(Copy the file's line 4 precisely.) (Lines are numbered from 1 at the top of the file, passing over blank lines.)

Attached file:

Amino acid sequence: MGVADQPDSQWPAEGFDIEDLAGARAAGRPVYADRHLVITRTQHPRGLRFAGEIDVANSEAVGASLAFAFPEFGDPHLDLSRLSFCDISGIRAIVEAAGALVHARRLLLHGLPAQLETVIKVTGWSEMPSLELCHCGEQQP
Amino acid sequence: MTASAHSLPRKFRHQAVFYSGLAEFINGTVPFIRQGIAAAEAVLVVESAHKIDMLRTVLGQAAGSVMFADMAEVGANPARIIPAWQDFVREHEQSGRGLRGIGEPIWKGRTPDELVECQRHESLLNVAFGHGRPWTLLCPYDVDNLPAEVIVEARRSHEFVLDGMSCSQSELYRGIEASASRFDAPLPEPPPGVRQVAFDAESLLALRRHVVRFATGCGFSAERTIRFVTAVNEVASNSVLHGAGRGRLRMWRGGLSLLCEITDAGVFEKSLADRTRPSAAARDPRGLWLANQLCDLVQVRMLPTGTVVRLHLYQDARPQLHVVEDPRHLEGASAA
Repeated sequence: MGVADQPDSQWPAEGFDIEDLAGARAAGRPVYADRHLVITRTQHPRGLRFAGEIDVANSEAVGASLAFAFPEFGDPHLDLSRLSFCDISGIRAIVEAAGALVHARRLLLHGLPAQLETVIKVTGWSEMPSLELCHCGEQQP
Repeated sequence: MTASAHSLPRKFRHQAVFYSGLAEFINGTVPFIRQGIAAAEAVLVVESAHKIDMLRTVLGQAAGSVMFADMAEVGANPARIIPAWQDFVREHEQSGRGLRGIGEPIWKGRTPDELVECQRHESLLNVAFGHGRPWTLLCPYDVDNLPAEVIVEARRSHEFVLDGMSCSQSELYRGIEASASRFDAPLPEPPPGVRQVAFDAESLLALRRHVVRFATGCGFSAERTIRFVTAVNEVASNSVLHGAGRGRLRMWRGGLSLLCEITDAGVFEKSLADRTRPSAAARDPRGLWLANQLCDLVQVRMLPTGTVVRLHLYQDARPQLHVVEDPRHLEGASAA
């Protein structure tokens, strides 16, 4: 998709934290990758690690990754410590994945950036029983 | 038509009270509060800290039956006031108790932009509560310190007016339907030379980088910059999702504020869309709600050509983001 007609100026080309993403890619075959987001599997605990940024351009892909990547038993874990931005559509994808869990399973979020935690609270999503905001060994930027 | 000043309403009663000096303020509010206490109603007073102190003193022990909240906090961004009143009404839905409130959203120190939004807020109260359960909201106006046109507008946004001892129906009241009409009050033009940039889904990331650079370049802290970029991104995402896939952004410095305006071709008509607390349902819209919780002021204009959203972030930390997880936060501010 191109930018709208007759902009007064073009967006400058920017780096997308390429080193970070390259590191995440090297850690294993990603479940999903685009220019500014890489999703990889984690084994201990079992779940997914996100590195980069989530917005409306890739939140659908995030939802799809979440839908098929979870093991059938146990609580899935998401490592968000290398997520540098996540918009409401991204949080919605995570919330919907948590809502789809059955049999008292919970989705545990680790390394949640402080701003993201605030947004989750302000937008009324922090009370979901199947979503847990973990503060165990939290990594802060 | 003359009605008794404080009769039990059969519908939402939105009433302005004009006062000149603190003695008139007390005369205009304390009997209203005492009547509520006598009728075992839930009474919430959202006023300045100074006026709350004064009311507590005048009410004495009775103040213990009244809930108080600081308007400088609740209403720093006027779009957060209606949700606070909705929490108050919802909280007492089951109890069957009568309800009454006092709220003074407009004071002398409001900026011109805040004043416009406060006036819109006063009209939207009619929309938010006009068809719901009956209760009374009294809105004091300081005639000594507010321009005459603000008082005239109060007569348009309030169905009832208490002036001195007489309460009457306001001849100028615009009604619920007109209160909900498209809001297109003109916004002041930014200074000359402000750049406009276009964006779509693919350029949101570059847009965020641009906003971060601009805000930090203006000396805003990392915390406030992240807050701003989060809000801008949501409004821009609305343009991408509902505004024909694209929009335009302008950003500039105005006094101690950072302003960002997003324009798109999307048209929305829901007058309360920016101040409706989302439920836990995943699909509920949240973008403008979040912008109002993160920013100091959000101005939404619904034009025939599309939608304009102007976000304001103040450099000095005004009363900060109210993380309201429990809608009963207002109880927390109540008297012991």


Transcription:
Repeated sequence: MTASAHSLPRKFRHQAVFYSGLAEFINGTVPFIRQGIAAAEAVLVVESAHKIDMLRTVLGQAAGSVMFADMAEVGANPARIIPAWQDFVREHEQSGRGLRGIGEPIWKGRTPDELVECQRHESLLNVAFGHGRPWTLLCPYDVDNLPAEVIVEARRSHEFVLDGMSCSQSELYRGIEASASRFDAPLPEPPPGVRQVAFDAESLLALRRHVVRFATGCGFSAERTIRFVTAVNEVASNSVLHGAGRGRLRMWRGGLSLLCEITDAGVFEKSLADRTRPSAAARDPRGLWLANQLCDLVQVRMLPTGTVVRLHLYQDARPQLHVVEDPRHLEGASAA